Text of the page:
It’s interesting that many people who attend training sessions know intuitively that people become distressed because of the difficult and painful experiences they endure as opposed to ‘chemical imbalances’ or ‘faulty genes’ but they hold these narratives in high regard because they mostly come from various parts of the medical profession, ‘experts’ in their eyes. We spend a lot of time on the sessions deconstructing these views and offering other ways to view distress and the ways that people cope with their pain. Many delegates come away with a renewed sense of hope that they can offer a listening ear or other type of support to a friend, relative or work colleague who might need help. They also say that they feel a greater sense of compassion when distress is explained in a way that moves our thinking away from, ‘what is wrong with you?’ to ‘what has happened to you’? I really feel there is so much potential to change public attitudes to mental health and mental health difficulties in the training and information we offer in workplace populations and communities, a captured audience in fact! The knowledge and support I have gained from the ‘Drop the Disorder’ community has really given me the confidence to introduce new narratives which move away from the medical model and focus on compassion and greater understandings of the effect that trauma and adversity can have on a person’s mental and physical health.  I’m really looking forward to being part of a movement and a group of people who share my passion to see real change in how we view mental health difficulties. It’s so important to me to feel that I am playing my own part in making a difference.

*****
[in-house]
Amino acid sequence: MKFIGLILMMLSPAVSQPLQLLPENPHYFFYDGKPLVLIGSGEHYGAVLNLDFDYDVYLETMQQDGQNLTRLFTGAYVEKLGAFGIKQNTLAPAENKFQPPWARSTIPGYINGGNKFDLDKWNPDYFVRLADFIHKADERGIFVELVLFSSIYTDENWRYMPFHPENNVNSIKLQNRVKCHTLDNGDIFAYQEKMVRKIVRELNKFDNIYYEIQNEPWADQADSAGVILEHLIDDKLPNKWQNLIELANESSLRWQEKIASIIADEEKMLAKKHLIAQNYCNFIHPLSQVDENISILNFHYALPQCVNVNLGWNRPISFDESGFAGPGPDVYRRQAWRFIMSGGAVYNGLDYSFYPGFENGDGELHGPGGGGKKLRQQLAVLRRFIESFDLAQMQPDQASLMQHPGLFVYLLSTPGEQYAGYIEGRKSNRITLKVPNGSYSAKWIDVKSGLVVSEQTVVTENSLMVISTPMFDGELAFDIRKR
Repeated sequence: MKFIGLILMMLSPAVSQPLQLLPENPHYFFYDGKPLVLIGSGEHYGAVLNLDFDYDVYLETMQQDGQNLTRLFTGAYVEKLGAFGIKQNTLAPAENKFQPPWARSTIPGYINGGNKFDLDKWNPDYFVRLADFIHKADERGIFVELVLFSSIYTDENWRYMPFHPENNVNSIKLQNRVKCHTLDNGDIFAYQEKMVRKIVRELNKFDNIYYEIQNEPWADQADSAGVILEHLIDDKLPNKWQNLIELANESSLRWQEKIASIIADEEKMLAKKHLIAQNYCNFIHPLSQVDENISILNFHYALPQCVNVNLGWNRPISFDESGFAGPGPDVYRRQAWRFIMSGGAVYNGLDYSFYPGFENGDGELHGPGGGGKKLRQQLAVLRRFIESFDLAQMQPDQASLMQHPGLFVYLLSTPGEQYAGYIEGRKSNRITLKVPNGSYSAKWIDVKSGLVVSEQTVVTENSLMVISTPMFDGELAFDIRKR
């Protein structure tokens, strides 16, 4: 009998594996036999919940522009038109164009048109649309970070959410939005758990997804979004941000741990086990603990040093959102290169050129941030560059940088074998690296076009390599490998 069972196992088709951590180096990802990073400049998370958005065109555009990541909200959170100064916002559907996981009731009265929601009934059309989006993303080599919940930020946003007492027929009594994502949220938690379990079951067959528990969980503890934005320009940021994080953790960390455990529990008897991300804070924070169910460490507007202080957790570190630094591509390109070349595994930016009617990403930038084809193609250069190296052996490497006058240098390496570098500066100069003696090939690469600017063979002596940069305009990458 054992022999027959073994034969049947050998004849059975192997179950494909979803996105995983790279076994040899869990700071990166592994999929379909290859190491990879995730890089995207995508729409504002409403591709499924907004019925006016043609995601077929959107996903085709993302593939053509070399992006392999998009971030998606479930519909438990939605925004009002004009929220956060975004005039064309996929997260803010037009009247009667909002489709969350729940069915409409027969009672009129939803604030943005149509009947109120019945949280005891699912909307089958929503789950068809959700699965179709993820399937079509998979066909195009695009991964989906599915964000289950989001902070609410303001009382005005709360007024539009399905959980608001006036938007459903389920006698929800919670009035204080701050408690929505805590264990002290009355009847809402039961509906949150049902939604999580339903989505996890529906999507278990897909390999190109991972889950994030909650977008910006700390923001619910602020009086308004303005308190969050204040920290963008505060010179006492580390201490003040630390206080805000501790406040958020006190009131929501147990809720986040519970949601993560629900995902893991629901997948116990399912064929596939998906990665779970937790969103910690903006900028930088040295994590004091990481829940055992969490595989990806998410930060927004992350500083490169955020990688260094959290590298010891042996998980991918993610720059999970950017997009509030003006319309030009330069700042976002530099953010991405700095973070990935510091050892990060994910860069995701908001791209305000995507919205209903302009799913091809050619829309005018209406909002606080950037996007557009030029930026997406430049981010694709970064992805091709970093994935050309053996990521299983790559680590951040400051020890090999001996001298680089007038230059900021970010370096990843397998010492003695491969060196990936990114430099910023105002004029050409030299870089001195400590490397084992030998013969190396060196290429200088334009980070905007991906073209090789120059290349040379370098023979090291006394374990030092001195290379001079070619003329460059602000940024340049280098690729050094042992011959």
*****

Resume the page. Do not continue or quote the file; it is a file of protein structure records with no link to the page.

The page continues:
On a personal note, I like many others have experienced difficulties with my mental health largely through several difficult experiences and have struggled to make sense of the things that happened in my life. After exhausting the approaches I had hoped would make me feel better I approached a clinician and almost begged for a diagnosis. In my mind, at the time, I thought I would be able to hide behind this label and give up on quest for healing. Instead of a diagnosis I was introduced to the concept of formulation or a way of telling my story and finding meaning within it. For a creative person, an avid reader and lover of literature I found this approach fascinating and so started my journey. I must say it wasn’t always easy, many times I wanted to get off at the next stop and hitchhike backwards but with the help of a very skilled and truly compassionate therapist I have come to a place of reconciliation within myself, a rediscovery of the person I might have been if those events hadn’t happened and a renewed sense of hope that the person who emerged has a much better life to enjoy. Lucy’s discussion and teachings on formulation during the event in Bristol was invaluable as were the other workshops available on the day. Gary Sidley ran a really thought provoking session on the power of language and how it can reinforce stigma. He gave us all a chance to reflect on our choice of words moving forward and how we might make some changes.

Finding this group, a community of like-minded people has helped to reinforce my long held views that change and healing are possible if we view distress through a more humane and meaningful lens… I’m looking forward to all the opportunities this will bring and the continual impact this will have on me both personally and professionally! Thanks to Jo Watson for real energy and passion and for a real sense of heartfelt welcome to the group!